Indiana Gov. Mitch Daniels announced he was supporting Mitt Romney for president Wednesday, another unsurprising but important endorsement for the likely Republican nominee.
Daniels, a rumored name on the Republican vice presidential shortlist, joked on Fox News it must "be a slow news day if this made the air."
"For what it's worth, I did send a congratulatory note to Governor Romney the other day. I offered to do anything I could to help him," Daniels said.
The Indiana governor's endorsement follows a series of other high profile stamps of approval in recent weeks, including House Speaker John Boehner and Senate Minority Leader Mitch McConnell. Although two other Republican candidates are still in the race -- Rep. Ron Paul and former House Speaker Newt Gingrich -- the endorsements show the Republican establishment is calling the primary over.
"He's already won our nomination, he earned it." Daniels said. "He's proven himself the best nominee we could put forward. I'm just happy to sign on and help him."
Romney is far in the lead in the delegate race, although he still has some way to go to reach the 1,144 delegates needed to secure the nomination. According to totals calculated by the Associated Press, Romney has amassed 684 delegates. Former Pennsylvania Sen. Rick Santorum quit the race two weeks ago with 262 delegates, while Gingrich has 136 and Paul has 60.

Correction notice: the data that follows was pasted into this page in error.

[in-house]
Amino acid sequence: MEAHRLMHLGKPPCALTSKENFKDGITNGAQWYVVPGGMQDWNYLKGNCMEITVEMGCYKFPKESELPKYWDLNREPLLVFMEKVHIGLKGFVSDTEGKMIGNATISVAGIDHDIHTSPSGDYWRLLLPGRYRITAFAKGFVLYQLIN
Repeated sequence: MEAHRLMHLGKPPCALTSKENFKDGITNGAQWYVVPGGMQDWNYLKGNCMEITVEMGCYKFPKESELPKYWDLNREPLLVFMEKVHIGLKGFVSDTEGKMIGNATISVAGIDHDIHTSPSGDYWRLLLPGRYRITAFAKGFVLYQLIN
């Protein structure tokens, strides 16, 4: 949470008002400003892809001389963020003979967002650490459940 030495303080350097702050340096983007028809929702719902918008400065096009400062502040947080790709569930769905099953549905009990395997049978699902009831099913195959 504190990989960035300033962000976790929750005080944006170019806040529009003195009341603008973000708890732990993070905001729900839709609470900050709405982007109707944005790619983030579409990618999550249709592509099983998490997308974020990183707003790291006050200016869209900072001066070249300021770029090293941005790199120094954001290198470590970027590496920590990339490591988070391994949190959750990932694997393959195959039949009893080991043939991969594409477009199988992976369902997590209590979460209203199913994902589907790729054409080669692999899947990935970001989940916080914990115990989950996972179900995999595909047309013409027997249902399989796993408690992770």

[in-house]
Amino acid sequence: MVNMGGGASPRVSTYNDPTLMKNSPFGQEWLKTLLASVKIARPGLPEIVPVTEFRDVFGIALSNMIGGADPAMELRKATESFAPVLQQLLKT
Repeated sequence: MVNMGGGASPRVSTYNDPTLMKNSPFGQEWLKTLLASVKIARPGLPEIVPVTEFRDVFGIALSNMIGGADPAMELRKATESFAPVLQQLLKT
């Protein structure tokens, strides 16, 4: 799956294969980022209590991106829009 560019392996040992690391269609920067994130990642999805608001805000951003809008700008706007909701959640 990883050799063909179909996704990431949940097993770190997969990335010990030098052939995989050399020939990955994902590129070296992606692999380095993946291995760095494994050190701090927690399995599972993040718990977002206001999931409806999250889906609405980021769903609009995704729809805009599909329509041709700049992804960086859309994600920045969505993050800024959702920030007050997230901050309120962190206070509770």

"Proud to have Gov. Daniels' support today," Romney tweeted shortly after the announcement. "Indiana has been served well by his leadership based on fiscal discipline & smaller government."
Daniels flirted with a presidential run himself, but announced he wouldn't pursue it due to the "wishes of my family," the Associated Press reported last year.
Still, Daniels is speculated to be a potential pick for vice president. He provided the typically vague "no but yes" response when asked by the TC Palm, a Florida local newspaper, if he'd take the position.
"I don't want to do it," Daniels said. "I have no intention to do it, but I don't think a citizen of this government should say 'no' if asked to serve.'"
Although Boehner's announcement Tuesday may have stolen the thunder of endorsements this week, Daniels remains and influential voice in his party. He gave the Republican Party's response to President Obama's State of the Union speech in January. He also served as Director of the Office of Management and Budget under President George W. Bush.
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